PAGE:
RADAR: Retrospective Analysis of Delayed Aneurysm Ruptures
SFD: SILK flow diverter
SAH: subarachnoid hemorrhage
The advent of flow-diverter technology has provided a new therapeutic option for managing large wide-neck aneurysms. The flow-diverter device modifies blood flow within and around the aneurysm inflow zone by means of a stent, which eventually leads to thrombosis inside the aneurysm and subsequent contraction of the aneurysmal sac, while flow into the parent vessel and perforating branches is preserved. The present report provides a detailed overview of the SILK flow-diverter (SFD) embolization device, including an overview of its mechanism of action and deployment technique, and further describes an assessment of its safety and efficacy in a consecutive series of patients with intracranial aneurysm.
PATIENTS AND METHODS
The study involved a retrospective review of multicenter data regarding a consecutive series of patients with intracranial aneurysms, treated with the SFD between July 2008 and December 2013 at 1 of 4 institutions. Our ethic board approved this study. Patient selection for endovascular treatment was performed by a multidisciplinary team of interventional neuroradiologists, neurologists, and neurosurgeons. The treatment decision was based on the size, location, and morphology of the aneurysm, and the clinical status of the patient. The patients and their relatives were informed regarding the complications associated with the diagnosed condition, the treatment options available, as well as the risks. Endovascular treatment was performed only after informed consent was obtained.
All patients received clopidogrel (75 mg/day) and aspirin (150 mg/day) for at least 7 days before the procedure. Tests for responsiveness to clopidogrel and aspirin were not available at all hospitals. In some cases, a loading dose of 300 to 600 mg clopidogrel and 300 mg oral aspirin or 0.5 to 1 g intravenous aspirin were used as an alternative.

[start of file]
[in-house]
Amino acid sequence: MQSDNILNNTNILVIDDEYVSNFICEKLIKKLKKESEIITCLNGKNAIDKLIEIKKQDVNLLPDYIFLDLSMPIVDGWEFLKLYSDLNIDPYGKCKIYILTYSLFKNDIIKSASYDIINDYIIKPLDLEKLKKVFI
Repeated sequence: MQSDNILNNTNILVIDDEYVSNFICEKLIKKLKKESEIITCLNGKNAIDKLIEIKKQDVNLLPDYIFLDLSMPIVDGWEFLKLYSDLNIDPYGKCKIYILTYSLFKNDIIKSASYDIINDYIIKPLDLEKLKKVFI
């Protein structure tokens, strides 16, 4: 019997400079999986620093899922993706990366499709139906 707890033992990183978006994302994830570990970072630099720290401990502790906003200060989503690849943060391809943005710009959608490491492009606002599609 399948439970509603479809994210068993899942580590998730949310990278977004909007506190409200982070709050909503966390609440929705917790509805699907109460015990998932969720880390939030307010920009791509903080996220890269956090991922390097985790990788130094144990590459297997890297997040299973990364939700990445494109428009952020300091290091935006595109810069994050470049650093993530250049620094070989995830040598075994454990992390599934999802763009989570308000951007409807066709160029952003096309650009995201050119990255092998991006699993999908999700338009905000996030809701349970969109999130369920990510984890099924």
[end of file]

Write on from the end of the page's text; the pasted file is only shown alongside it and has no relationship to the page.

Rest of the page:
All procedures were performed after inducing general anesthesia and applying therapeutic heparinization with activated clotting times of approximately 300 s. After the procedure, heparin was continued for at least 24 h, whereas dual antiplatelet medication, including clopidogrel (75 mg/day) and aspirin (150 mg/day), was continued for at least 6 months. After this period, if follow-up imaging investigations revealed no stenosis, clopidogrel was stopped, while aspirin (150 mg/day) was continued permanently; if imaging revealed stenosis, dual antiplatelet therapy was continued.
The SFD deployment strategy aimed for strict compliance with the recommendations of the SFD device manufacturer (Balt Extrusion, Montmorency, France). The choice of stent length and diameter was based on pre- and intraprocedural imaging investigations. The stent length was chosen such that the stent extended, at least 10 mm, beyond both sides of the aneurysm neck, while the stent diameter was approximately the diameter of the parent artery. When there was a large discrepancy between the diameters of the proximal and distal ends of the parent vessel, the choice was based on the diameter of the proximal part. The stent was never oversized, and adequate openness was obtained. The stent was slowly deployed from the microcatheter, and secured against the vessel wall by pushing the microcatheter distally through the stent.